As electronics miniaturization heads towards a theoretical physical limit in the tens of nanometers, new methods of manufacturing are required to produce transistors, diodes, and other fundamental electronic components. In this vein, a new range of molecule-sized devices have been created in the laboratory, though with varying results in terms of efficiency and practicality. Now a group of researchers from Berkeley Lab and Columbia University claims to have created the highest-performing, single-molecule diode ever made, which is said to be 50 times better in performance and efficiency than anything previously produced.
Ordinary diodes are usually constructed from silicon with a p-n (positive-negative) junction created at the point of contact between a positively "doped" semiconductor (that is, one that has had its electrical properties altered with additives) and a negatively doped one. Flanked by connecting electrodes (an anode on one side and a cathode on the other), the most common function of such a diode is to permit electric current to flow in one direction only, whilst blocking current from flowing in the reverse direction. As such, a diode used in this way can be seen as a type of flow-control valve that is either "on" or "off". Technically, this one-way behavior is known as rectification as it can, for example, be used to rectify alternating current to direct current, and so these types of diodes are known as rectifiers.
This on/off – asymmetric – behavior in the nascent field of molecule-sized electronics, on the other hand, is usually achieved by the creation of molecules that chemically emulate the p-n junction. However, these synthesized molecular junctions have generally resulted in poor forward current flow capabilities and inefficient or patchy rectification. This is where the Columbia university scientists claim to have made significant improvements with their new single-molecule diode.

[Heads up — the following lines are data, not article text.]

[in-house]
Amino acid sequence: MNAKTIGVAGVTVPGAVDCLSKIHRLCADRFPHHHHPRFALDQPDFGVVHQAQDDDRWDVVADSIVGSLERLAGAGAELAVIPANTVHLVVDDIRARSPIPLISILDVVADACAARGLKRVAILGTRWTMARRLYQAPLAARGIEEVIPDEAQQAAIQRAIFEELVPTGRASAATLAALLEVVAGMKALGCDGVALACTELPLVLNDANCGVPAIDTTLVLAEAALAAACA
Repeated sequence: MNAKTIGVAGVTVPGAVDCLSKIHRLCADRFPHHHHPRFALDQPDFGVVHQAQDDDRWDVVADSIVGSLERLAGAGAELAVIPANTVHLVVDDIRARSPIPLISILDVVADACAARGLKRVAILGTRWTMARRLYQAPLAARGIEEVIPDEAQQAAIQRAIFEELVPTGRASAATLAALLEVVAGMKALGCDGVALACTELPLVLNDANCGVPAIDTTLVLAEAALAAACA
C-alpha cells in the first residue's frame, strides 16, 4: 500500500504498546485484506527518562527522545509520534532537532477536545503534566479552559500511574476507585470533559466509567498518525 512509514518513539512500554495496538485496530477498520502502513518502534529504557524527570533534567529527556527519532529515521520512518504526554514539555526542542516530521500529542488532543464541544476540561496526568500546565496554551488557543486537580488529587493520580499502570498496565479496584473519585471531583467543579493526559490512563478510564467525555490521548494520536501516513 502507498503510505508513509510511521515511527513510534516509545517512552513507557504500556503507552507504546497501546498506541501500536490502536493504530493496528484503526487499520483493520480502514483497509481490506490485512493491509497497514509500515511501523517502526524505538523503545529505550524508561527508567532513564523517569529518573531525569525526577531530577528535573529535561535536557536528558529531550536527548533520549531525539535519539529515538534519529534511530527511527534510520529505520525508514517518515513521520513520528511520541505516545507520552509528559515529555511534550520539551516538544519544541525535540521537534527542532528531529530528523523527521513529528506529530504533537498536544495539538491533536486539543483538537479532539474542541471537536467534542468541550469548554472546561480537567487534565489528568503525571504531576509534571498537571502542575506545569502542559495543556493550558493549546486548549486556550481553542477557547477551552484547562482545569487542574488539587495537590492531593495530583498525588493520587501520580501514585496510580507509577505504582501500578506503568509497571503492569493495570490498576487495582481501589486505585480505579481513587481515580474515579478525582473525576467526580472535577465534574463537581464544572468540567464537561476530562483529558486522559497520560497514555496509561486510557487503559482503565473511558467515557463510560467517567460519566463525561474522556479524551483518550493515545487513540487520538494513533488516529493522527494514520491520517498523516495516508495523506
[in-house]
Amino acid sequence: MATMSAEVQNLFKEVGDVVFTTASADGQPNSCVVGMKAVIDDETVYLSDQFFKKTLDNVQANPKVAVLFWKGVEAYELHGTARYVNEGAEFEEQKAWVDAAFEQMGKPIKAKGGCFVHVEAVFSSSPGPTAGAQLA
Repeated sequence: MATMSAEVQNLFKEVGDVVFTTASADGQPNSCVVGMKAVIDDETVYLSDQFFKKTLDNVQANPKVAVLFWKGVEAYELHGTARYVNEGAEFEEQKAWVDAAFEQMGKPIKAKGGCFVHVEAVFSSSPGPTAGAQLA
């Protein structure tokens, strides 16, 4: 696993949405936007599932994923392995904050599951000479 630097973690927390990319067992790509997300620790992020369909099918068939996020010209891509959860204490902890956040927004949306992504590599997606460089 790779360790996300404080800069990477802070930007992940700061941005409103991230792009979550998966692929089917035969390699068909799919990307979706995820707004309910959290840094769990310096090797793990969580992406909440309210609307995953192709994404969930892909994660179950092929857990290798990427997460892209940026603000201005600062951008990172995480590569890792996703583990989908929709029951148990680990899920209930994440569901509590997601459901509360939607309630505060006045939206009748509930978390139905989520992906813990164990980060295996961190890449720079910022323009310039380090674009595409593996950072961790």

Diagram of the molecular junction that functions as a diode, allowing current to flow in one direction only
"Using a single symmetric molecule, an ionic solution and two gold electrodes of dramatically different exposed surface areas, we were able to create a diode that resulted in a rectification ratio, the ratio of forward to reverse current at fixed voltage, in excess of 200, which is a record for single-molecule devices," said Jeffrey Neaton, director of the Berkeley Lab’s Molecular Foundry and professor at the University of California Berkeley. "The asymmetry necessary for diode behavior originates with the different exposed electrode areas and the ionic solution. This leads to different electrostatic environments surrounding the two electrodes and superlative single-molecule device behavior."
First mooted in 1974 by Mark Ratner and Arieh Aviram, an asymmetric molecule that could act as a rectifier has been a long sought after goal, particularly as diodes form the basis of many microminiature electronic devices. Since then, a range of devices have been constructed, including single molecule diodes and transistors. Operating at this nanoscale, though, such devices may emulate their macro counterparts, but that behavior is merely a simulation; at such scales the electronic operation of these devices is governed more by quantum influences.